As Bloomberg has reported, Amazon scans rivals’ prices to see if they’re lower, and if it finds a cheaper product on a site such as Walmart.com, the eCommerce giant sends an alert to the seller and then makes the product harder to find on its own marketplace — unless the merchant raises the price on the other site.
Amazon began sending the price alerts in 2017, and antitrust experts say the policy will likely now be looked at by Congress and the Federal Trade Commission, which recently took over jurisdiction of the company.
“Monopolization charges are always about business conduct that causes harm in a market,” said Jennifer Rie, an analyst at Bloomberg Intelligence who specializes in antitrust litigation. “It could end up being considered illegal conduct because people who prefer to shop on Walmart end up having to pay a higher price.”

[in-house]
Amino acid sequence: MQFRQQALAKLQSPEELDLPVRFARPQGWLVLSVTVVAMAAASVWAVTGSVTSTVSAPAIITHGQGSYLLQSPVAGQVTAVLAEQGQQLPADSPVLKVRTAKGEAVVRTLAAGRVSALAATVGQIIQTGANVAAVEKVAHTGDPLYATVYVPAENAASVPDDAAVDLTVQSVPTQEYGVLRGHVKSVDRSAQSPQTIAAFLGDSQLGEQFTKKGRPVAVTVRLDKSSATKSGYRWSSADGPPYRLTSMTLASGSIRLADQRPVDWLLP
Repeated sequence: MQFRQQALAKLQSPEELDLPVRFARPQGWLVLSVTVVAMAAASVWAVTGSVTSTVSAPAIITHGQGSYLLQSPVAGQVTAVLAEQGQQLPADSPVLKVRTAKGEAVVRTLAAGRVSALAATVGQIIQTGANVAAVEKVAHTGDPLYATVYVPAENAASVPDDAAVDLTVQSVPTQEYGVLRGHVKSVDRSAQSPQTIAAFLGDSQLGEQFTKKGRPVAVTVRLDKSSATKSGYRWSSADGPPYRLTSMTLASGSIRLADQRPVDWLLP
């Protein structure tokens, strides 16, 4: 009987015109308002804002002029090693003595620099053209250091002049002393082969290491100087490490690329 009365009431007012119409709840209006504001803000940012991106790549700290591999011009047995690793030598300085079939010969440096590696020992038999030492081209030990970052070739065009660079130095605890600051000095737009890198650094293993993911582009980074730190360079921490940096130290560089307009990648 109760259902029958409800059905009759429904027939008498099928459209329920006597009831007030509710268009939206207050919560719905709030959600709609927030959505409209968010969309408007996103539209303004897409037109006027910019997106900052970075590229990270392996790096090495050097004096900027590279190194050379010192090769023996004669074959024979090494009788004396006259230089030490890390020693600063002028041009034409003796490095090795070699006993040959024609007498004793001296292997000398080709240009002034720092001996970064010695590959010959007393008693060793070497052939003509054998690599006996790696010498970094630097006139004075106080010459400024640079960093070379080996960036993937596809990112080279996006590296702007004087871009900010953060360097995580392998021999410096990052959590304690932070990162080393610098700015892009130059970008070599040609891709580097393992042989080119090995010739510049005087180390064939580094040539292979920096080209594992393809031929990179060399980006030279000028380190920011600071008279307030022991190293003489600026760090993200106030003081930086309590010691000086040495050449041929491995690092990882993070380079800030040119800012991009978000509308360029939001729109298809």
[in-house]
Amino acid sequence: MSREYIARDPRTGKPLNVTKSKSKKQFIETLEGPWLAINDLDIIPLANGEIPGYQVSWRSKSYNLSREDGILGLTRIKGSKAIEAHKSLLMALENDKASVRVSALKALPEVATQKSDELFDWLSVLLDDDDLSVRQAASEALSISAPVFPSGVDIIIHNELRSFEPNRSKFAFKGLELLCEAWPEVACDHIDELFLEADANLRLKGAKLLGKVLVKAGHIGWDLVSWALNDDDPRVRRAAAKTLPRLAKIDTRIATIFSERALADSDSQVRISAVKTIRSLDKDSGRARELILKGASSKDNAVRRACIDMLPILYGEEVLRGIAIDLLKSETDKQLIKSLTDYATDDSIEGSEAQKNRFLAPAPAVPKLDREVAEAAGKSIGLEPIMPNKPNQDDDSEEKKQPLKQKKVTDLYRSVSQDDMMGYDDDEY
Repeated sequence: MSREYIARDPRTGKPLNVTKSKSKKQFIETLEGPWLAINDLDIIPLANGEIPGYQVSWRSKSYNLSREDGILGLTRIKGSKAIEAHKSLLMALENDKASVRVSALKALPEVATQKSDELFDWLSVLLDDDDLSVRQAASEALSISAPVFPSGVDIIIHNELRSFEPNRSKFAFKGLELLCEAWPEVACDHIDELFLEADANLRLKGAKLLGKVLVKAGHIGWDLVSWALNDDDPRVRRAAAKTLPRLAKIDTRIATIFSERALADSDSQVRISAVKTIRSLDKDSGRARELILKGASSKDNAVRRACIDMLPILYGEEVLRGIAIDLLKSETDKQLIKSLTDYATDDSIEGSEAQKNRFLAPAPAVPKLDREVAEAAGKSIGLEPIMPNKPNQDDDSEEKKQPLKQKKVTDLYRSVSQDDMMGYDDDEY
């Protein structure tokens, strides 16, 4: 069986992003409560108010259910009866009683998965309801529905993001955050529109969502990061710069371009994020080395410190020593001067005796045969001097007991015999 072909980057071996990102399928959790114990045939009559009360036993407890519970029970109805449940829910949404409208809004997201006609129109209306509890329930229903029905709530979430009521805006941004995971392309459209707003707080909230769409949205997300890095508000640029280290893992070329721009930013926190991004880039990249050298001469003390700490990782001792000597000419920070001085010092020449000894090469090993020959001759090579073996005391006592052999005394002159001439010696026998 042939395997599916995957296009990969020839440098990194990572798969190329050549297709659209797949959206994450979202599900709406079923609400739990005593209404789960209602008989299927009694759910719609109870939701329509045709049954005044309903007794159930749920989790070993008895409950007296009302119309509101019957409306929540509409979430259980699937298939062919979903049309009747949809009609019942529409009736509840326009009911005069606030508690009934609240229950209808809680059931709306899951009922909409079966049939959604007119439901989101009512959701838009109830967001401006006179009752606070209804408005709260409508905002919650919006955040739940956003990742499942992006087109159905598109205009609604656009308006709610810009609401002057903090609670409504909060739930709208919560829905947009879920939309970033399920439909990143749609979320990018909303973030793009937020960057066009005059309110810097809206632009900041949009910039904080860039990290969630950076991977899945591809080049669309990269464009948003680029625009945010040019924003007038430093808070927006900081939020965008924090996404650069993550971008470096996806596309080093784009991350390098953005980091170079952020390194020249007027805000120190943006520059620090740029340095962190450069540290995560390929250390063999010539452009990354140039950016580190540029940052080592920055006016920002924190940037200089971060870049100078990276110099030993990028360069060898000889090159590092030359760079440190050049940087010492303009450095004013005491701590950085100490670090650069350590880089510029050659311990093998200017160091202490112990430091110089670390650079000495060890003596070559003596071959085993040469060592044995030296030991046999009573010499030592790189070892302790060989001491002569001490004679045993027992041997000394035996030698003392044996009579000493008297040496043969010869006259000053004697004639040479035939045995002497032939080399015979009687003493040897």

An Amazon spokesperson defended the company, saying that “sellers have full control of their own prices both on and off Amazon, and we help them maximize their sales in our store by providing them insights on how to be the featured offer.”
But its merchants disagree. In addition to paying higher fees, many sellers must also buy advertising to stand out on the crowded platform, with some reportedly paying Amazon 40 percent or more of each transaction. So, it’s no surprise that many want to boost their sales on Walmart, which charges less to sell products on its marketplace.
Michael Kades, a former FTC attorney who now researches antitrust issues at the Washington Center for Equitable Growth, said Amazon’s price alerts are sure to be scrutinized by the government.
“If regulators can prove that this conduct is causing merchants to raise prices on other platforms,” he said, “Amazon loses the argument that their policies are all about giving everyone lower prices.”